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  • RadioRoy
    replied
    Instead of a file, there is a something called a contact burnishing tool. It's a thin strip of stainless steel impregnated with something. It's used in pinball machine repair and used to be a favorite tool of telephone repair people.

    https://www.ebay.com/sch/i.html?_fro...+tool&_sacat=0

    Leave a comment:


  • Dan Timberlake
    replied
    A volt meter can provide a pretty good assessment of the points' electrical health. (not their gap/dwell adjustment)

    ".... checking the voltage drop at the coil negative terminal when the engine doesn't start:
    • Key on, points closed-approximately .2 volt. Higher voltage indicates excessive resistance between the coil negative terminal and ground. ............."
    One of the sabotage tricks used in the Plymouth trouble shooting contests was a thin coat of clear nail polish on brand new points.
    The voltage drop test would make it clear where the problem was.
    Parts swappin' without confirming diagnosis netted a poor score, even if the young tech got the car running.

    Leave a comment:


  • Lynn
    replied
    John: While I am glad you got a good result, your results MAY be short lived. I only file points for emergencies, and then only use them short term. On most points the layer of tungsten is very thin, and once you start filing them, it is compromised relatively quickly.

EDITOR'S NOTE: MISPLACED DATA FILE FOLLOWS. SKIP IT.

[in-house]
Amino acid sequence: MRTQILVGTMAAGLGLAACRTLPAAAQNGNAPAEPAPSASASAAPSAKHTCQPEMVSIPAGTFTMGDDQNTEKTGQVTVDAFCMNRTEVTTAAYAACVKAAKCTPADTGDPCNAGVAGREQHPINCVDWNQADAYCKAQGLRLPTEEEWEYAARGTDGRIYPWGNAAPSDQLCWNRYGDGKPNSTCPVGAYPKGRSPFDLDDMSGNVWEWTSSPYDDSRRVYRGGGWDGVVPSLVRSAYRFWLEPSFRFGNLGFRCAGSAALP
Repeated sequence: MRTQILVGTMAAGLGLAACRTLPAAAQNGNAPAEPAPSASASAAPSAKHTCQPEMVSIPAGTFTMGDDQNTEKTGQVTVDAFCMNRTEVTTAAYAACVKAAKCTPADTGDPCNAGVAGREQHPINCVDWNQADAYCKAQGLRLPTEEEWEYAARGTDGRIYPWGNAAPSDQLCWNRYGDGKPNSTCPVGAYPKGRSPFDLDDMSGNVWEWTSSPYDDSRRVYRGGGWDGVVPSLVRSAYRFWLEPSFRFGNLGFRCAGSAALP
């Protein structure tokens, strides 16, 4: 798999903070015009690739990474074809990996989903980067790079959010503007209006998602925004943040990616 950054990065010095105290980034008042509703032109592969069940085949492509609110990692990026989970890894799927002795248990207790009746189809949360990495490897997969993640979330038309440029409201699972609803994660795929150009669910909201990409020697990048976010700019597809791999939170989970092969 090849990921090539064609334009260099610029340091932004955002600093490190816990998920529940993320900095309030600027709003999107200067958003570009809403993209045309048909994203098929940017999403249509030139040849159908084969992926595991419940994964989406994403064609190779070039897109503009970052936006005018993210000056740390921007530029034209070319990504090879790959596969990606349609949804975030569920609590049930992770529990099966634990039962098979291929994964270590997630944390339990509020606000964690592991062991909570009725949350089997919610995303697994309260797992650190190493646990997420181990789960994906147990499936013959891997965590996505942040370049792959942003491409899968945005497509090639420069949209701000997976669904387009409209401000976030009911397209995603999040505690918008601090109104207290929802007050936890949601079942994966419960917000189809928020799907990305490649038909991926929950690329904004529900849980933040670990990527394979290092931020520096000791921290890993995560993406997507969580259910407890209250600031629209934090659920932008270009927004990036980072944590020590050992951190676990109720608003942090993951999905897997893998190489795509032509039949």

I see others have mentioned quality of the replacements. Surely someone has a good source for quality ignition points.

    Leave a comment:


  • Bud
    replied
    I had the same problem with a 50 Land Cruiser. There was spark at the coil but not at the plugs. It turned out that the rotor was bad and allowed the spark to go to ground through the distributor shaft. Fortunately I had the same problem with a Chevy doing the same thing so the diagnosis for the Land Cruiser was easy. If you have a good spark leaving the coil. then there shouldn't be a problem with the points, condenser or the coil. The rotor may look good, but I'll bet it isn't. If the rotor isn't the problem then it's the cap. Bud

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  • tsenecal
    replied
    Good points ( no pun intended) on both the availability, and the quality of the new replacement parts. Many on here have suggested trying to find NOS ignition parts at swap meets or ebay, as they have better quality. Happy to see that you have the car out to enjoy it.

    Leave a comment:


  • jclary
    replied
    Originally posted by tsenecal View Post
    She's a beauty, and probably very happy to be out of that shed. Great troubleshooting on the no spark issue. I'm interested in professional opinion here when it comes to filing points. I had an old timer tell me that it was fine to file them to get running, and get back home, but that they needed to be replaced after that. He felt that they wouldn't be dependable. Maybe it was just his personal idea.